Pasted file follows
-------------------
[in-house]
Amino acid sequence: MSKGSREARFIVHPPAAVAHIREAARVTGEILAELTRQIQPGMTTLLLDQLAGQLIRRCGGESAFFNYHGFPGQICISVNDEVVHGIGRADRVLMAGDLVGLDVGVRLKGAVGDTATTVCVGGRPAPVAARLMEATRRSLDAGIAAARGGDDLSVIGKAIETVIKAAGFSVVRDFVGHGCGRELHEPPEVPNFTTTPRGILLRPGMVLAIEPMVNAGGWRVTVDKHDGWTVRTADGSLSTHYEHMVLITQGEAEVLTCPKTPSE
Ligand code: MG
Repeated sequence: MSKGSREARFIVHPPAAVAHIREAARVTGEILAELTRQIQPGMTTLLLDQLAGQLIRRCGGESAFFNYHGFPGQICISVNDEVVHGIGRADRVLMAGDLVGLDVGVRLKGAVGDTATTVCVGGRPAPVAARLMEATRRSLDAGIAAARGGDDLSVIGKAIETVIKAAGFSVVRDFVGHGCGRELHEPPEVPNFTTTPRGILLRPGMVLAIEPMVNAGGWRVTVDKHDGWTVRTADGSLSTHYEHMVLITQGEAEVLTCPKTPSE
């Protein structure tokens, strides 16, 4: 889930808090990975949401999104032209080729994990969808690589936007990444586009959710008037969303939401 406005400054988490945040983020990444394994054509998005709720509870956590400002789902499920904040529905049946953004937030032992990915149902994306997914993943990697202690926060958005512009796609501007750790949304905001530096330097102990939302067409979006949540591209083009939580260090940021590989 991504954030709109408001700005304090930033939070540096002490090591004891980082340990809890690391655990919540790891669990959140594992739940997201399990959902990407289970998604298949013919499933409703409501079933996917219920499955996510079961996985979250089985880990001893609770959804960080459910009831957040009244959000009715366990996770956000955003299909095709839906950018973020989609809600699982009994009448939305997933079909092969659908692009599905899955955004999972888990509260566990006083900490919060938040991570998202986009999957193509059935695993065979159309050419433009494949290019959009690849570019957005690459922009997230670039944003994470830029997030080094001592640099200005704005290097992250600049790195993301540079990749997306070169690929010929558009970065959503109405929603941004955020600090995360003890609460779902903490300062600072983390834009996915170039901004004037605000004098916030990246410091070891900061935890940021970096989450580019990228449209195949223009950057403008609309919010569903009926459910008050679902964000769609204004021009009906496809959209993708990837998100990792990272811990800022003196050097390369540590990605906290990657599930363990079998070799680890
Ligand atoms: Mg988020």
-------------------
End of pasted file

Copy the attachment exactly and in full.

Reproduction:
[in-house]
Amino acid sequence: MSKGSREARFIVHPPAAVAHIREAARVTGEILAELTRQIQPGMTTLLLDQLAGQLIRRCGGESAFFNYHGFPGQICISVNDEVVHGIGRADRVLMAGDLVGLDVGVRLKGAVGDTATTVCVGGRPAPVAARLMEATRRSLDAGIAAARGGDDLSVIGKAIETVIKAAGFSVVRDFVGHGCGRELHEPPEVPNFTTTPRGILLRPGMVLAIEPMVNAGGWRVTVDKHDGWTVRTADGSLSTHYEHMVLITQGEAEVLTCPKTPSE
Ligand code: MG
Repeated sequence: MSKGSREARFIVHPPAAVAHIREAARVTGEILAELTRQIQPGMTTLLLDQLAGQLIRRCGGESAFFNYHGFPGQICISVNDEVVHGIGRADRVLMAGDLVGLDVGVRLKGAVGDTATTVCVGGRPAPVAARLMEATRRSLDAGIAAARGGDDLSVIGKAIETVIKAAGFSVVRDFVGHGCGRELHEPPEVPNFTTTPRGILLRPGMVLAIEPMVNAGGWRVTVDKHDGWTVRTADGSLSTHYEHMVLITQGEAEVLTCPKTPSE
């Protein structure tokens, strides 16, 4: 889930808090990975949401999104032209080729994990969808690589936007990444586009959710008037969303939401 406005400054988490945040983020990444394994054509998005709720509870956590400002789902499920904040529905049946953004937030032992990915149902994306997914993943990697202690926060958005512009796609501007750790949304905001530096330097102990939302067409979006949540591209083009939580260090940021590989 991504954030709109408001700005304090930033939070540096002490090591004891980082340990809890690391655990919540790891669990959140594992739940997201399990959902990407289970998604298949013919499933409703409501079933996917219920499955996510079961996985979250089985880990001893609770959804960080459910009831957040009244959000009715366990996770956000955003299909095709839906950018973020989609809600699982009994009448939305997933079909092969659908692009599905899955955004999972888990509260566990006083900490919060938040991570998202986009999957193509059935695993065979159309050419433009494949290019959009690849570019957005690459922009997230670039944003994470830029997030080094001592640099200005704005290097992250600049790195993301540079990749997306070169690929010929558009970065959503109405929603941004955020600090995360003890609460779902903490300062600072983390834009996915170039901004004037605000004098916030990246410091070891900061935890940021970096989450580019990228449209195949223009950057403008609309919010569903009926459910008050679902964000769609204004021009009906496809959209993708990837998100990792990272811990800022003196050097390369540590990605906290990657599930363990079998070799680890
Ligand atoms: Mg988020």